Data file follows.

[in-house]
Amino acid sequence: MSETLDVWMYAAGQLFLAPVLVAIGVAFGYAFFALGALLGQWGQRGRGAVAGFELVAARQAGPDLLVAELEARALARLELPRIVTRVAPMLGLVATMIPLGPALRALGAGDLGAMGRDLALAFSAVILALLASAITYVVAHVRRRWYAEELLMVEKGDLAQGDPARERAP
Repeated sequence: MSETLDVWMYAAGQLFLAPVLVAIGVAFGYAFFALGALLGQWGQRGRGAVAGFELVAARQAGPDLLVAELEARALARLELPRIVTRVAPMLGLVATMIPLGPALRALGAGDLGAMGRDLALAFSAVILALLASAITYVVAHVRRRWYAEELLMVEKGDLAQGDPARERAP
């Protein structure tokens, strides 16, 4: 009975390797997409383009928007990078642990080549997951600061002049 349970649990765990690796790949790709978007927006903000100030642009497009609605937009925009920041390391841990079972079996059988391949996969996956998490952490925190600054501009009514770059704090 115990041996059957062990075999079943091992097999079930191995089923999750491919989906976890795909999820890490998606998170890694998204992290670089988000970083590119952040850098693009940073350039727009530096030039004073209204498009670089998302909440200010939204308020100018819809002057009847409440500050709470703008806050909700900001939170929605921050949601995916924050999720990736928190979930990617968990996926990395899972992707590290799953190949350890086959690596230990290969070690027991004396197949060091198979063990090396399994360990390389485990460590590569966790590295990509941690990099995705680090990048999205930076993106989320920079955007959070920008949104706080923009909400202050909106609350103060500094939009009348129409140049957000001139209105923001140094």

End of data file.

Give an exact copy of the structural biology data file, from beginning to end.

[in-house]
Amino acid sequence: MSETLDVWMYAAGQLFLAPVLVAIGVAFGYAFFALGALLGQWGQRGRGAVAGFELVAARQAGPDLLVAELEARALARLELPRIVTRVAPMLGLVATMIPLGPALRALGAGDLGAMGRDLALAFSAVILALLASAITYVVAHVRRRWYAEELLMVEKGDLAQGDPARERAP
Repeated sequence: MSETLDVWMYAAGQLFLAPVLVAIGVAFGYAFFALGALLGQWGQRGRGAVAGFELVAARQAGPDLLVAELEARALARLELPRIVTRVAPMLGLVATMIPLGPALRALGAGDLGAMGRDLALAFSAVILALLASAITYVVAHVRRRWYAEELLMVEKGDLAQGDPARERAP
């Protein structure tokens, strides 16, 4: 009975390797997409383009928007990078642990080549997951600061002049 349970649990765990690796790949790709978007927006903000100030642009497009609605937009925009920041390391841990079972079996059988391949996969996956998490952490925190600054501009009514770059704090 115990041996059957062990075999079943091992097999079930191995089923999750491919989906976890795909999820890490998606998170890694998204992290670089988000970083590119952040850098693009940073350039727009530096030039004073209204498009670089998302909440200010939204308020100018819809002057009847409440500050709470703008806050909700900001939170929605921050949601995916924050999720990736928190979930990617968990996926990395899972992707590290799953190949350890086959690596230990290969070690027991004396197949060091198979063990090396399994360990390389485990460590590569966790590295990509941690990099995705680090990048999205930076993106989320920079955007959070920008949104706080923009909400202050909106609350103060500094939009009348129409140049957000001139209105923001140094």